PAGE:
Unusual 'killer' frost hits the Maritimes as temperatures plunge to -4 °C (24.8 °F), Canada

Unusual 'killer' frost hits the Maritimes as temperatures plunge to -4 °C (24.8 °F), Canada

Crops across the Canadian Maritimes sustained widespread damage after a sharp plunge in spring temperatures caused unusual 'killer' frost. On the same day, a rare June snow accompanied by frigid wind chills hit Newfoundland. Environmental Canada issued yet another frost advisory for early June 7 in all of Atlantic Canada.

Everything from Nova Scotian wine grapes to Island asparagus was harmed, locals said, as they begun to asses the damage from June cold front that hit Monday, June 4, 2018. 

"The temperatures dropped down to -2 °C (28.4 °F) and in some places to -4 °C (24.8 °F). These are killer frost temperatures," said Gerry McConnel, founder of Benjamin Bridge vineyards. McConnel's wine grapes in Gasperau Valley sustained significant damage.

"We've got damage from frost and we have damage also from overhead irrigation trying to keep the frost off and wetting the plants to death," said Curtis Millen, a strawberry and blueberry farmer in Great Village, Nova Scotia.

"Record lows were set early Monday," Ian Hubbard, a meteorologist at Environment Canada, said.

In Kentville, Nova Scotia, it dropped to almost -2 °C (28.4 °F), marking a huge shift from the 28 °C (82.4 °F) high on Friday, June 1 that had set off a growth spurt in a wide variety of crops before the frost hit.

Mathew Vankoughnett, a researcher with the applied geomatics research group at Nova Scotia Community College, says such a rapid temperature flip is rare.

His research indicates that Greenwood, N.S., in the center of the Annapolis Valley, only had one similar episode in 1978 when temperatures fell below freezing on June 2.

A rare June snow accompanied by frigid wind chills hit Newfoundland on the same day. Temperatures dropped down to -1 °C (30.2 °F) and the wind chill to about -7 °C (19.4 °F).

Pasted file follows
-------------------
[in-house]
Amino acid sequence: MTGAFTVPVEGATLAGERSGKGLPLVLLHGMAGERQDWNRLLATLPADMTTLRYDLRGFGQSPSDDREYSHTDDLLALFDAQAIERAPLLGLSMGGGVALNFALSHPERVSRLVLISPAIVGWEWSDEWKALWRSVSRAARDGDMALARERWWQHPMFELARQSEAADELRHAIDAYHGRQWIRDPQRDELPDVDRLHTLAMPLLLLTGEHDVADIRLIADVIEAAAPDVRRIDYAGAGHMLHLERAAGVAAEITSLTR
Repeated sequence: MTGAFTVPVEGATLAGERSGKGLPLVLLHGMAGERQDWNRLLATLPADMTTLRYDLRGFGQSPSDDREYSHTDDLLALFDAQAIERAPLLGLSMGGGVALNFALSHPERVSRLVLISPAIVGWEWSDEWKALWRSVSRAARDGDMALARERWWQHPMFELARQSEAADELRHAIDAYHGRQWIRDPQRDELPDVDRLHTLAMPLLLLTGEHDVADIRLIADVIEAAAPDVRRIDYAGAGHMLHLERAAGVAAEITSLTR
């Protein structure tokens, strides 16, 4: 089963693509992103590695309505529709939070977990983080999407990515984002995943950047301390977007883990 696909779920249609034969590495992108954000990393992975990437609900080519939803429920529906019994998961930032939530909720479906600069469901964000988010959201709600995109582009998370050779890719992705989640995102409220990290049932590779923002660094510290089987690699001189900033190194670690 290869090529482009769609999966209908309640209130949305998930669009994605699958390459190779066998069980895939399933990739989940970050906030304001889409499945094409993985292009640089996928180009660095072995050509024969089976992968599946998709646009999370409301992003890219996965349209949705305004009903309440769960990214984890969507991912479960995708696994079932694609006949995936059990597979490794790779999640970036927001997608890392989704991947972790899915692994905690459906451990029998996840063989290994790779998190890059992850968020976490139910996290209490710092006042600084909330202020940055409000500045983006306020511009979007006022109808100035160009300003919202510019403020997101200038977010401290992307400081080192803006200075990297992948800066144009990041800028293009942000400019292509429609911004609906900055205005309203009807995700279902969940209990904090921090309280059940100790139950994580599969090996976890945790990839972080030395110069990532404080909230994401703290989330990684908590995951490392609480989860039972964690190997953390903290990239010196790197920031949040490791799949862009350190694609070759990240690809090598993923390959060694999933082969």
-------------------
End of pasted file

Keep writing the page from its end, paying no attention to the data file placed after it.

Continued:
The event comes almost two weeks after a late spring storm buried cars in snow, closed many Newfoundland schools, and dumped more than 35 cm (1.1 feet) of snow at Gander International Airport on May 24.

Featured image: Strawberries that are soaked in irrigation waters used to try and prevent them from freezing in the frost, but which leave a coat of ice, are shown on Monday, June 4, 2018 in Great Village, N.S., as a killer frost spread across the region. Credit: THE CANADIAN PRESS/HO-Ann Millen

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Comments

Joan Denuzzi 9 days ago

Yes,kudos all around for covering this unusual weather event...,the NOAA & the Weather
Channel have ignored the record cold winter & spring in the Northern Hemisphere.

bill gannon 10 days ago

I want to thank you fine upstanding reporters, for going were mainstream media won't. If I had not visited this site, would I have known about this event? Only the locals know and read about these events. Outside of the local area, the media is silent, deafening is a better word. Wonder how much money the IPCC is paying them to be silent?
Better yet wonder if the media will ever report the truth?

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